Volume 4 - Opinions of Counsel SBEA No. 25
Public records (assessor’s workbook) (field book) - General Municipal Law, § 51; Public Officers Law, Article 6:
Assessors’ workbooks or field books constitute public records which may be inspected or copied.
Our opinion has been requested as to whether “assessor’s workbooks” or “field books” constitute public records which may be inspected or copied pursuant to the provisions of Article 6 of the Public Officers Law, known as the Freedom of Information Law, which became effective September 1, 1974.
The Freedom of Information Law does not specifically define individual records by name, which must be made available for inspection or copying but does make reference to “. . . files, records, papers or documents required by any provision of law to be made available for public inspection . . .”.
Section 51 of the General Municipal Law provides, in part:
. . . All books of minutes, entry or account, and the books, bills, vouchers, checks, contracts or other papers connected with or used or filed in the office of, or with any officer, board or commission acting for or on behalf of any county, town, village or municipal corporation in this state or any body corporate or other unit of local government in this state which possesses the power to levy taxes or benefit assessments upon real estate or to require the levy of such taxes or assessments or for which taxes or benefit assessments upon real estate may be required pursuant to law to be levied . . . are hereby declared to be public records, and shall be open during all regular business hours, subject to reasonable regulations to be adopted by the applicable local legislative body, to the inspection of any taxpayer or registered voter, who may copy, photograph or make photocopies thereof on the premises where such records are regularly kept. . . .
In Sears-Roebuck & Company v. Hoyt, 202 Misc. 43, 107 N.Y.S.2d 756, it was held that a taxpayer had the right to inspect and make copies of Kardex record cards prepared by the assessor and his associates. These cards, prepared between 1940 and 1951, covered some 9,000 parcels of realty, and they were held to be public records within the meaning of section 51 of the General Municipal Law.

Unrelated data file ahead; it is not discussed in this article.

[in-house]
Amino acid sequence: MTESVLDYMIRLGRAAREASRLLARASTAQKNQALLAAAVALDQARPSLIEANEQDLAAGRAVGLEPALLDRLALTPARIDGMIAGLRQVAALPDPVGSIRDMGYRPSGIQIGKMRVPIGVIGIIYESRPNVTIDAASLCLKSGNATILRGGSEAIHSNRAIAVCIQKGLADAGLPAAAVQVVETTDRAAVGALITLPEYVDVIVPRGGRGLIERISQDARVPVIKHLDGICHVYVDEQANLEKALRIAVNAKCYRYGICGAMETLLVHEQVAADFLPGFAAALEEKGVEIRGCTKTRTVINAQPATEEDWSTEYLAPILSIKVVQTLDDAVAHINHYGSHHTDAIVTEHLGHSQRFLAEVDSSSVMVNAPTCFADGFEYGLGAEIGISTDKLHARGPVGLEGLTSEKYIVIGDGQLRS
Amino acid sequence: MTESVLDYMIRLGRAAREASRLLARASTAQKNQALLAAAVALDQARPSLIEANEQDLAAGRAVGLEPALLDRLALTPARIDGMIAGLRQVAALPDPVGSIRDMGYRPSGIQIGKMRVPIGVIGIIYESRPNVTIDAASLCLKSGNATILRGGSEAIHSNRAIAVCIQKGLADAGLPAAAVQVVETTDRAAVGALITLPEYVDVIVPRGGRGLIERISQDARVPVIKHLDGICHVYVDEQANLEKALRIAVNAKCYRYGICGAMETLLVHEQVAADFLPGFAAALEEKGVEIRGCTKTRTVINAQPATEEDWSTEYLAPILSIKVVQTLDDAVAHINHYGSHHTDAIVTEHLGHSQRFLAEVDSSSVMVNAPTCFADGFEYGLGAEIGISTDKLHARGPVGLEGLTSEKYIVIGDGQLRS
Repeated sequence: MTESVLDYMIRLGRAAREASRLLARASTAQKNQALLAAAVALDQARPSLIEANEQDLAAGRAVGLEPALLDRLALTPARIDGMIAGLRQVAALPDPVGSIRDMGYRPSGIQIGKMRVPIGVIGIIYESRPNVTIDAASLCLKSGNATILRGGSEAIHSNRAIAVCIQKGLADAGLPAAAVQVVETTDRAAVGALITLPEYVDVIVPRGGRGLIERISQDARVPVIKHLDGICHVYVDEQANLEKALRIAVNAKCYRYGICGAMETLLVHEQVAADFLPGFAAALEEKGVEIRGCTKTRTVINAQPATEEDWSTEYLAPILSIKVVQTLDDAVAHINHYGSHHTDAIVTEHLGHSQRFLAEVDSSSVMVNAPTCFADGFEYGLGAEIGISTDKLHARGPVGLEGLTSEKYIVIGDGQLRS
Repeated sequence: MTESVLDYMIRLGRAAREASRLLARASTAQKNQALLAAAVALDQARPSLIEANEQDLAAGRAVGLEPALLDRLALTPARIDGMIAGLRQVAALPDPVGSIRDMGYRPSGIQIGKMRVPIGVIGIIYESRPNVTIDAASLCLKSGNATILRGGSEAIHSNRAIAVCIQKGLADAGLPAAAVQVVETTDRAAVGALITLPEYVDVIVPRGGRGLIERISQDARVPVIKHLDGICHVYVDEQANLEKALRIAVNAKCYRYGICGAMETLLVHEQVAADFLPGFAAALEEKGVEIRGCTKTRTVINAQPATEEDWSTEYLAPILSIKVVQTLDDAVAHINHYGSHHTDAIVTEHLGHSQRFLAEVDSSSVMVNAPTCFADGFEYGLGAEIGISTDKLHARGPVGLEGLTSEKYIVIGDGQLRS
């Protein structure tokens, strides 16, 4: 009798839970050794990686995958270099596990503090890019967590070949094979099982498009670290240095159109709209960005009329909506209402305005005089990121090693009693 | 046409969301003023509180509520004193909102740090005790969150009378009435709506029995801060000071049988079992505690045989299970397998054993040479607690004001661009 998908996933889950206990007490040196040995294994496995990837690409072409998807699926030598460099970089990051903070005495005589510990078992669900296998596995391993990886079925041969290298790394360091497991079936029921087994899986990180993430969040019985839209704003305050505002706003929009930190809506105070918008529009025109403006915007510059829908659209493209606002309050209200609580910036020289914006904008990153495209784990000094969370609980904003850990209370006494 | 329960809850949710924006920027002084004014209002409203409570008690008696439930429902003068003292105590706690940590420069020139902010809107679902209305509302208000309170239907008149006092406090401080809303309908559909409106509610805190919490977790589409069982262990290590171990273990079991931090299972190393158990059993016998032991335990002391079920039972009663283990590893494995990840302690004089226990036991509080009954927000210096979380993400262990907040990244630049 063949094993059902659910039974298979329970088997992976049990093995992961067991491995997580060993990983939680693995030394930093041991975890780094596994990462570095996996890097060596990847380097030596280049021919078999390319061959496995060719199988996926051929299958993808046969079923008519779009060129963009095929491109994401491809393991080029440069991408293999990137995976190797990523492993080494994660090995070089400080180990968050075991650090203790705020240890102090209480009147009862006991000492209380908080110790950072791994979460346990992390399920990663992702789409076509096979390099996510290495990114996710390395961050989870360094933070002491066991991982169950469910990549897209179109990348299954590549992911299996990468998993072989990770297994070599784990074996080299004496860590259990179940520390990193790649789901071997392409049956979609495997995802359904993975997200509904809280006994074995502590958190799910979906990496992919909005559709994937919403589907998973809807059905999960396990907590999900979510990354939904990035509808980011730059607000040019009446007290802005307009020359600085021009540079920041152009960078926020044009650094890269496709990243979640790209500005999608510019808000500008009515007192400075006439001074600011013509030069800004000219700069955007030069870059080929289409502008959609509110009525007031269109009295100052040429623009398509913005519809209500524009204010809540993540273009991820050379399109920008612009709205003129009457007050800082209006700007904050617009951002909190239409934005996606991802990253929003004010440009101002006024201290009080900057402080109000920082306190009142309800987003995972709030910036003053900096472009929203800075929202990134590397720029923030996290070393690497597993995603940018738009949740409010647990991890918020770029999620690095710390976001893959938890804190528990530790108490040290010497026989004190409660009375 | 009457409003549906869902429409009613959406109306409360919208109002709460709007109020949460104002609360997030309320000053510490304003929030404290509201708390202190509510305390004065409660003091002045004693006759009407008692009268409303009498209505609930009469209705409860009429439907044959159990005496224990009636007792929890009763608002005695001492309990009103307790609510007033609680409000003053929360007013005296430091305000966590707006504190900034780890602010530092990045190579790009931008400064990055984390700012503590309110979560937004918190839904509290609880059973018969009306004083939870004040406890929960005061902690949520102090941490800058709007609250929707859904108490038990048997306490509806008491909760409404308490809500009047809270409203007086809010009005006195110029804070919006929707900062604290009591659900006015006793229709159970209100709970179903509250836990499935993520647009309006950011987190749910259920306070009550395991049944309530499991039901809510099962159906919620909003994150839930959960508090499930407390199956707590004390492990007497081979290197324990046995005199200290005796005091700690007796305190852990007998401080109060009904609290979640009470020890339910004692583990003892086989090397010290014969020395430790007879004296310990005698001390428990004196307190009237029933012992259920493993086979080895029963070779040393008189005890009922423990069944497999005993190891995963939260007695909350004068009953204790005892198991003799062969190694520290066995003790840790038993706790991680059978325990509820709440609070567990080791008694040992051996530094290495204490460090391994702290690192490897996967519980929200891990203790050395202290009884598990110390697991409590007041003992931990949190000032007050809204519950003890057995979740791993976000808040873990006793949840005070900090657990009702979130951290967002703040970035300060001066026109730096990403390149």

In Sanchez v Papontos, 32 App.Div.2d 948, 303 N.Y.S.2d 711, it was held that taxpayers could inspect record cards filed by an appraisal firm. The county board of supervisors had authorized an appraisal company to reappraise real property in Putnam County for use of the assessors, and subsequently the taxpayers sought to inspect the pencil-marked data cards which were used as one of the guides in preparing the final assessment roll. It was held that the taxpayer should be allowed to inspect these cards pursuant to the provisions of section 51 of the General Municipal Law, the court stating:
These cards are more than a work product. They were prepared at the direction of the board of supervisors and are kept on hand for review and correction.
In a 1970 unreported case, Romas v. Huffcut, Supreme Court, County of Broome, it was held:
There is no evidence in the papers that the information contained in the “field books” is confidential, that information to be obtained therefrom would be prejudicial to the respondents, or that they are not on file in the assessor’s office. Section 51 of the General Municipal Law and section 144 of the Education Law defining public records are broad. . . . Within the meaning of section 144 of the Education Law, no intention appears that these “field books” should not be a public record and they constitute a written book or paper . . . .
Accordingly, even prior to the effective date of the Freedom of Information Law, the courts had been liberal in the interpretation of section 51 of the General Municipal Law and section 144 of the Education Law with regard to the definition of public records which may be examined by any taxpayer.
Prior to the Freedom of Information Law it was also held that reasonable regulations could be established by local governments regarding the inspection of public records. For example, times and dates when records could be inspected might be specified and someone wishing to make an extensive inspection of records or to photograph a lengthy record, could be required to do so only in the presence of the public officer having custody of the record in question or his designee, The number of records to be inspected at any one time could be limited and other reasonable regulations could be adopted to insure that the ability of public officers to perform their functions would not be impeded.
Section 88 of the Public Officers Law specifically requires local governments to adopt rules and regulations with regard to the time, place and procedures for inspecting or copying public records or obtaining copies of public records and the fees to be charged for furnishing such records.
Accordingly, the “assessor’s workbook” or “field book” constitute public records which may be inspected or copied, or copies must be furnished upon request and upon payment of the required fees.
September 19, 1974